Wilmot councillors help raise awareness about domestic abuse

November is Woman Abuse Prevention Month

Wilmot councillors Cheryl Gordijk, Jenn Pfenning and Angie Hallman wore Wrapped In Courage purple scarves in support of the Women's Crisis Services of Waterloo Region. Photo: Ekk Pfenning

November is Woman Abuse Prevention Month, and Wilmot councillors Cheryl Gordijk, Jenn Pfenning and Angie Hallman showed their support at the Nov. 18 council meeting by wearing purple Wrapped In Courage scarves, which are being sold by Women's Crisis Services of Waterloo Region.

The goal of the social awareness campaign is to support women affected by domestic abuse. WCSWR's website says, "The purple scarf is a symbol of the courage it takes a woman to leave an abusive relationship. However, the courage of the woman alone is not enough. It takes the strength of an entire community to end violence against women."

Jennifer Hutton, CEO of WCSWR, said: “We are so grateful to see these councillors wearing their Wrapped in Courage purple scarves. This helps to raise awareness of domestic violence, especially in rural communities. We know women living rurally face different risk factors than women in urban areas. For example, transportation barriers, isolation, and greater likelihood of weapons on the property. All these factors need to be taken into consideration when safety planning.”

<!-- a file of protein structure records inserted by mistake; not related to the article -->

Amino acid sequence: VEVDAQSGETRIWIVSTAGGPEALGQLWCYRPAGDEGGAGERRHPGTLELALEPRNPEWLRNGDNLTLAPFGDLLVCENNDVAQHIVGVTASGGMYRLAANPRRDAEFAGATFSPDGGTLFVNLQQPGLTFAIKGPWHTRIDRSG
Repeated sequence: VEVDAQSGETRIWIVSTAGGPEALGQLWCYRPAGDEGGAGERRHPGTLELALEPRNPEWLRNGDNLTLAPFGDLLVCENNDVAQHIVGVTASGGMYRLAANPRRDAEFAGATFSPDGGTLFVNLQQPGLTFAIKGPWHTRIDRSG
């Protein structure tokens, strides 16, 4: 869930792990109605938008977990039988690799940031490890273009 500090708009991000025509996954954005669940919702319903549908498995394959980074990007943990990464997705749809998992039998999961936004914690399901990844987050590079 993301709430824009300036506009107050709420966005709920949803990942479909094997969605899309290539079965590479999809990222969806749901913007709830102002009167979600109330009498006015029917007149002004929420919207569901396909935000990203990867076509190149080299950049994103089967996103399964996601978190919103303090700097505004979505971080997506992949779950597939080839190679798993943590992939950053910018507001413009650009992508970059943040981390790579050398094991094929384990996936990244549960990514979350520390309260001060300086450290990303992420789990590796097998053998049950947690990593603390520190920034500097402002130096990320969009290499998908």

“Through our #SheIsYourNeighbour awareness project, we wanted to highlight how domestic violence affects rural women, so we were very excited when Mary Wilhelm, the executive director of Woolwich Counselling Centre, agreed to take part in the #SheIsYourNeighbour storytelling series (Mary's story: www.wcswr.org/she-is-your-neighbour-mary-wilhelm/). In her story, Mary expanded on the challenges that rural women face when it comes to domestic violence. She also explained that initiatives are in place to help these women and to spread the word about the services available to them."

"Supporting women with a visual cue like the purple scarf campaign gives survivors an opportunity to see how many people in the community stand with them and support them," said Hallman. 

"Hopefully, the wearing of my purple scarf will let those who suffer in silence due to fear know that they're not alone. People are here to stand beside them, provide help, or just listen when they're ready to share," said Gordijk.